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The unsung hero of Apollo 11.....Houston, we have a problem!

 
 
richard
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      07-20-2009
http://www.cnn.com/2009/TECH/space/0...rss_topstories

What would have taken more time to fix properly than they had
available, all that was needed to make it work was a bit more grease.

In Guam, the main tracking station before the splashdown, the main
antenna fails. It was decided that perhaps more grease would be enough
to solve the problem long enough. But how? Where the bearing needed
grease was a tight squeeze for any one's hand to get in and do it.
Except for the hand the size of a 10 year old.
 
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Pennywise@DerryMaine.Gov
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      07-21-2009
richard <(E-Mail Removed)> wrote:

>http://www.cnn.com/2009/TECH/space/0...rss_topstories


>In Guam, the main tracking station before the splashdown, the main
>antenna fails. It was decided that perhaps more grease would be enough
>to solve the problem long enough. But how? Where the bearing needed
>grease was a tight squeeze for any one's hand to get in and do it.
>Except for the hand the size of a 10 year old.


In Guam you can buy a 10 year old boy for a few bucks.

The real Unsung hero of the Apollo 11 mission was Steve Bales, (with
help from Jack Garman, a real unknown)

http://en.wikipedia.org/wiki/Steve_Bales

"The last few minutes of the landing were punctuated by program alarms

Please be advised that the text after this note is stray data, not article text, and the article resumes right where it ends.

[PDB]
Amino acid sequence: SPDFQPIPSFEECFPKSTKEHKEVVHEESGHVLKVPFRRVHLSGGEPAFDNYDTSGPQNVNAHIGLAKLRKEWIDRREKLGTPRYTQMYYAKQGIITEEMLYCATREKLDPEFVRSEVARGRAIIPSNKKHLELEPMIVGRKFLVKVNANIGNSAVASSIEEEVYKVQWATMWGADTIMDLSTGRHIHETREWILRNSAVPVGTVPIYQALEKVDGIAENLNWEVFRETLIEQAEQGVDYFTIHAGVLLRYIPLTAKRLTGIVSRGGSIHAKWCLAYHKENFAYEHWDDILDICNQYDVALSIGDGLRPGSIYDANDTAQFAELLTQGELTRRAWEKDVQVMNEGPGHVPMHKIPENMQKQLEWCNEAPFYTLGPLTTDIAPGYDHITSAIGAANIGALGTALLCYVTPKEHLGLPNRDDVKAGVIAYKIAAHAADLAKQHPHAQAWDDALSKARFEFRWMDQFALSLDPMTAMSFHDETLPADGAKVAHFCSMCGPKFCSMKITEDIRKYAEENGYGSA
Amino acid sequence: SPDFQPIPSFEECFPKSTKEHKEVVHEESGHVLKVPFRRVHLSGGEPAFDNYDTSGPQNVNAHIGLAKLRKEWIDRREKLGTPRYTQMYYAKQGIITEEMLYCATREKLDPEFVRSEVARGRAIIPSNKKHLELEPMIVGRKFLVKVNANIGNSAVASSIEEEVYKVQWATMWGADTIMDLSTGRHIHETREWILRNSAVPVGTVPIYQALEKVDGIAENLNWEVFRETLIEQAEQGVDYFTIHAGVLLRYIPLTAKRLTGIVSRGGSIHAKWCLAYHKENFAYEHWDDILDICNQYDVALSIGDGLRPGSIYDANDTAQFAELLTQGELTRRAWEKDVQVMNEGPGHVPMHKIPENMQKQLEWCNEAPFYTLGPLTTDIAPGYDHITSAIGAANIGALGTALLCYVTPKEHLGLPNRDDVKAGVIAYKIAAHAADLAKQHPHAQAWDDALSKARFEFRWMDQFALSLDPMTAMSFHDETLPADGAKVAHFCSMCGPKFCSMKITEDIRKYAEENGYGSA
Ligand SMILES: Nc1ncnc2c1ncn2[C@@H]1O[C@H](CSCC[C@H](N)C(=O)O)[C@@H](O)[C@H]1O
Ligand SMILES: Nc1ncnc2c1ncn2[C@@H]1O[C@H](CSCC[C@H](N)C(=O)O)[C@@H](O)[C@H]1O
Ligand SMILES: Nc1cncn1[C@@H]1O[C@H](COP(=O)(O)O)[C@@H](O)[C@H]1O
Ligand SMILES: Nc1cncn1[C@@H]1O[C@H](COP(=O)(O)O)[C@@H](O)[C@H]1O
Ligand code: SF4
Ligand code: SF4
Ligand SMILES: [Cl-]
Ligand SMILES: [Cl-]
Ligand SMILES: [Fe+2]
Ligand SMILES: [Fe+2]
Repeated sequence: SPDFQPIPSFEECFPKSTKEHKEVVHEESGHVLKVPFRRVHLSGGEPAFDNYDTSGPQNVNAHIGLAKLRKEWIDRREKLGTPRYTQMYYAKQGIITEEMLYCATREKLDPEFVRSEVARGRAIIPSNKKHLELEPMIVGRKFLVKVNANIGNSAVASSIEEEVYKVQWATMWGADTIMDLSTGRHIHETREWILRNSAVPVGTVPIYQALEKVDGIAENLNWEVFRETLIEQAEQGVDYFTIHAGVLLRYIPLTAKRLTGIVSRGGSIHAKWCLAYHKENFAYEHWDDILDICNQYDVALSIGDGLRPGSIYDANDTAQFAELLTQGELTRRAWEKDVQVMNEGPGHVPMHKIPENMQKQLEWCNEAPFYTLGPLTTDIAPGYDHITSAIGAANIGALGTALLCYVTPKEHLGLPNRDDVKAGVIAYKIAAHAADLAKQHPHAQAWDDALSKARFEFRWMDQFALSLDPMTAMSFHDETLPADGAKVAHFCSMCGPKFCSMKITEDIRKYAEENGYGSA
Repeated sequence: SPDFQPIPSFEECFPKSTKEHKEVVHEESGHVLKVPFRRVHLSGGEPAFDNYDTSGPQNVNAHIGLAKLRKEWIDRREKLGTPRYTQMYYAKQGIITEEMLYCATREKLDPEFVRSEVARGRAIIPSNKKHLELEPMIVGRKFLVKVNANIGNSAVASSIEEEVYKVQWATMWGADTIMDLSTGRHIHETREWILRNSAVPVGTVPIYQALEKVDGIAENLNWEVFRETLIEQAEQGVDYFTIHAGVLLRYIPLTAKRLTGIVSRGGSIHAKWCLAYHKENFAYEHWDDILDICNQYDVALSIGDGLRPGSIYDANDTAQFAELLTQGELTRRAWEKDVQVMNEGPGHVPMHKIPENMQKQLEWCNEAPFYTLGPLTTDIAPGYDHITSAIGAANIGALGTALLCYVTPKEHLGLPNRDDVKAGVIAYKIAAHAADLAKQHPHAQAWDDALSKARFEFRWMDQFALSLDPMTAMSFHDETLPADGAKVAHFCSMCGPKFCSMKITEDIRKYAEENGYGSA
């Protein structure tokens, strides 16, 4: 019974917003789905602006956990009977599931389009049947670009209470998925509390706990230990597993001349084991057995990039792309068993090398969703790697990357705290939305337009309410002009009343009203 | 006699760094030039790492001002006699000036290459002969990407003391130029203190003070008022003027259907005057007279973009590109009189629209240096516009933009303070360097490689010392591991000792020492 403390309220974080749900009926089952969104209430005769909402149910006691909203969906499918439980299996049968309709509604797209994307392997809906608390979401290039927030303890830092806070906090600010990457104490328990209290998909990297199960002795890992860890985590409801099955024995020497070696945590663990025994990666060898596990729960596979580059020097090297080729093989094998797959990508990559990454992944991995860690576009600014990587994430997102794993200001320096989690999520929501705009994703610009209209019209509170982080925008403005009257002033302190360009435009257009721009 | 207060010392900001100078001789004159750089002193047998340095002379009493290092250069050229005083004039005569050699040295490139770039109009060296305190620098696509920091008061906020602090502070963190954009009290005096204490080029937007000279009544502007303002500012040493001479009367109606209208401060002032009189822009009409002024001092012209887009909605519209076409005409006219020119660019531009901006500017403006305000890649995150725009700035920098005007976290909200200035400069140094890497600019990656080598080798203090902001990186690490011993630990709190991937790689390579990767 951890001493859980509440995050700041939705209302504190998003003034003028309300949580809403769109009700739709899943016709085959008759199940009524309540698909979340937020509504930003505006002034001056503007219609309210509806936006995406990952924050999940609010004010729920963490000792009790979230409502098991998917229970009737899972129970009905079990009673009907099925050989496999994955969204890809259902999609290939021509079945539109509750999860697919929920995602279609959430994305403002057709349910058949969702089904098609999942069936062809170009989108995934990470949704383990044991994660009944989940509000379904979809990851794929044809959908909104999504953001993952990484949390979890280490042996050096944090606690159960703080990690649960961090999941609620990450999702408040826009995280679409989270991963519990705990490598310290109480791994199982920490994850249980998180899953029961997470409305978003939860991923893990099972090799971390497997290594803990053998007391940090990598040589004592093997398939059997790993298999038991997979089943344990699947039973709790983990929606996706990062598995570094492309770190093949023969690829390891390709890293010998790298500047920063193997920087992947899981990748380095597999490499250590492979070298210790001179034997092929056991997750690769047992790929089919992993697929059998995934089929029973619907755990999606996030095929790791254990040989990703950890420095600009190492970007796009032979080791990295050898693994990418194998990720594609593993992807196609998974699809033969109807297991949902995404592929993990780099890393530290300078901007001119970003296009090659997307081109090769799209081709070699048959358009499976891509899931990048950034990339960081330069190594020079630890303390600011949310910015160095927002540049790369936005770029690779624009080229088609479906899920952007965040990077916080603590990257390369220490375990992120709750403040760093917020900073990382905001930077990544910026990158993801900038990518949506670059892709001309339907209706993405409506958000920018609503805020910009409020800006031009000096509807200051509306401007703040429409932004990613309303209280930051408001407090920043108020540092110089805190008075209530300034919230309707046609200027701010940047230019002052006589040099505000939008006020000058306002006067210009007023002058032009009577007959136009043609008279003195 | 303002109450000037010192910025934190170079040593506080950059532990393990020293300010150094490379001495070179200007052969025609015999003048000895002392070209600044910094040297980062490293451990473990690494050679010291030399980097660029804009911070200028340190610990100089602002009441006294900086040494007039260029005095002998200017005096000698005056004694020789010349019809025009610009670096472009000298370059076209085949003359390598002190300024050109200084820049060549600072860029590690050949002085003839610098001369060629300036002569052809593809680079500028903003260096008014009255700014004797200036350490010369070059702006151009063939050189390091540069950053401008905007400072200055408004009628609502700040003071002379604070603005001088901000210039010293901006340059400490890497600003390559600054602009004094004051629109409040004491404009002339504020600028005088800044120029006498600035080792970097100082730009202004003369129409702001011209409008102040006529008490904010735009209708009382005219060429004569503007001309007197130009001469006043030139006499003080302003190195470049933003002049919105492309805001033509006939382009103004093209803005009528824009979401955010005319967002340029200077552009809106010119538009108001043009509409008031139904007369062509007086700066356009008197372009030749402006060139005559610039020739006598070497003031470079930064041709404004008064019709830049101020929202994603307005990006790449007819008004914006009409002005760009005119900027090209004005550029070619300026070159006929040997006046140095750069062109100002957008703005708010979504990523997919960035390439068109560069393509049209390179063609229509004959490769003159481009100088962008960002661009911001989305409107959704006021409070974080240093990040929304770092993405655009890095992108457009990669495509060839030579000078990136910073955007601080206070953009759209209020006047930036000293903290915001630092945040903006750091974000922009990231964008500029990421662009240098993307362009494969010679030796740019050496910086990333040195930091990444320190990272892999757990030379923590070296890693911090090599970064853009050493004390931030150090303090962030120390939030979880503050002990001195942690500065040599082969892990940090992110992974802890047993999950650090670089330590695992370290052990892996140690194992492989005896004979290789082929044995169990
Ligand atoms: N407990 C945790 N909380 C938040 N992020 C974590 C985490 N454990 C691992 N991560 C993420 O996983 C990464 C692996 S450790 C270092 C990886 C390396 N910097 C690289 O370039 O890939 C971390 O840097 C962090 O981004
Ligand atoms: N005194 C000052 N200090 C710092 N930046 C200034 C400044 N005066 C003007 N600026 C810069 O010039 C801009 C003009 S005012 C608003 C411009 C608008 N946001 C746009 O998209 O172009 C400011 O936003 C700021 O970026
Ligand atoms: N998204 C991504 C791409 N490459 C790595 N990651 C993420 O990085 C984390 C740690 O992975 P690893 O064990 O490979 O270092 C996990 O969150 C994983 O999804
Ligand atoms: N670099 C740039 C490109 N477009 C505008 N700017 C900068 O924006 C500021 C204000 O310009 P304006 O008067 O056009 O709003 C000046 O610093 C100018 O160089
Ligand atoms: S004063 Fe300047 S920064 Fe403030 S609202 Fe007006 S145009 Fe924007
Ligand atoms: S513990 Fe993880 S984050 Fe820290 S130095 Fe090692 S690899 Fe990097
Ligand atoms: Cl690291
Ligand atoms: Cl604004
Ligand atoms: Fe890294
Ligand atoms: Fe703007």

from the guidance computer. These alarms signalled an "executive
overflow" which meant the computer might not be keeping up with its
computing tasks. Bales had to very quickly determine whether or not
this was serious. If high-priority computing tasks were indeed not
being completed, as guidance officer he would have to call for an
abort of the lunar landing. After several seconds had passed he
informed flight director Gene Kranz that the landing could continue
despite the alarms."

"When President Richard Nixon awarded the Presidential Medal of
Freedom to the three Apollo 11 astronauts, Steve Bales was also
honored by being chosen to accept a NASA Group Achievement Award on
behalf of the entire mission operations team. Nixon said at the time,
"This is the young man, when the computers seemed to be confused and
when he could have said Stop, or when he could have said Wait, said,
Go."

You might remember the computer overflow alarms were being set off by
the ground radar, Jack Garman understood this and gave Steve Bales the
nod - and a landing.

I've always known of Steve Bales part in the landing, just not his
name, made it heck to google, yet this is the first time I heard of
Jack Garman.
--

http://www.stambaughfamily.com/bitterroot.html
 
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